Patience pays off for Koepka

American journeyman wins first Major title after tough career start

Brooks Koepka took an unorthodox path to reaching the goal of all professional golfers yesterday morning (Singapore time), but the 27-year-old American said he would not change a thing after claiming his first Major title.

Koepka won the US Open by four shots, closing with a five-under 67 at Erin Hills to triumph with a record-tying 16-under total, reaching the pinnacle of a professional journey that began five years ago on Europe's secondary Challenge Tour.

The long-hitting Florida native travelled far and wide, from Kazakhstan to Kenya and mainland Europe, cramming into bed and breakfast rooms with fellow players, spending some nights sleeping in cars, and learning about life and how to win.

"Going over to play the Challenge Tour was really, really cool... I think it helped me grow up a little bit and really figure out that, hey, play golf, get it done, and then you can really take this somewhere. And I built a lot of confidence off that," he said with the gleaming silver US Open trophy by his side.

Three wins in Spain, Italy and Scotland earned him automatic entry to the European Tour, where he won in Turkey in 2014.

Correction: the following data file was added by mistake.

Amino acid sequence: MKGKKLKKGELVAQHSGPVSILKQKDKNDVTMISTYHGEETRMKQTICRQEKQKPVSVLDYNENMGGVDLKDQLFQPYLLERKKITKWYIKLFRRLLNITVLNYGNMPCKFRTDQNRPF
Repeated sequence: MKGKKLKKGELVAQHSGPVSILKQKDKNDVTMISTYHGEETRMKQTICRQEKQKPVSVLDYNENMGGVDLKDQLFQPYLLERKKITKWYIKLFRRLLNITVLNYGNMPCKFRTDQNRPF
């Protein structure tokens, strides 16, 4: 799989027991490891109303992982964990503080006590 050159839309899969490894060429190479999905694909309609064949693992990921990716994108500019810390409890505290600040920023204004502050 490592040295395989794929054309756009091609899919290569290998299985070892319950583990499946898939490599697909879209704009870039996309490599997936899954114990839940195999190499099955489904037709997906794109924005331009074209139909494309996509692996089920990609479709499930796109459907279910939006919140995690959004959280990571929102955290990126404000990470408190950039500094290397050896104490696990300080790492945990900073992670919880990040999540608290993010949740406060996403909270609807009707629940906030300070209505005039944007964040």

A tie for fourth at the US Open that same year helped Koepka earn his US PGA Tour card.

The 27-year-old won the 2015 Waste Management Phoenix Open but, despite often putting himself in contention, the wins did not continue to flow. From 21 top-10 finishes on the US-based Tour, he had only one victory.

"I'd won once on the (US) PGA Tour, once on the European Tour. And I felt like I put myself in contention so many times," Koepka said. "I felt like I just never fully came together."

Koepka said he found himself trying too hard to win.

"I've been trying to win so badly. I felt like I've underachieved," he said. "I just felt like I should be winning more... I just couldn't stand the fact that I'd won only once."

His friends and support team preached patience and pleaded with him to focus less on obsessing about victories and avoid getting down on himself.

Guided by power-hitting mentor and friend Dustin Johnson, Koepka dedicated himself to working on his fitness.

"I've worked my tail off over the last six months, from grinding every day in the gym, trying to make sure that I was physically ready and strong enough to be able to swing the club the way I wanted to," he said.

This week, he received pep talks from swing coach Claude Harmon III, short-game coach Pete Cowen and world No. 1 Johnson, last year's winner.

"Dustin actually called me last night and told me the same thing, 'Just stay patient. Just keep doing what you're doing, you're going to win the thing. Just don't get ahead of yourself'," said Koepka.

Brian Harman, who had led by one shot at the start of the round, finished second on 12 under after a 72. He tied with Japanese star Hideki Matsuyama, who shot the day's best score of 66. 

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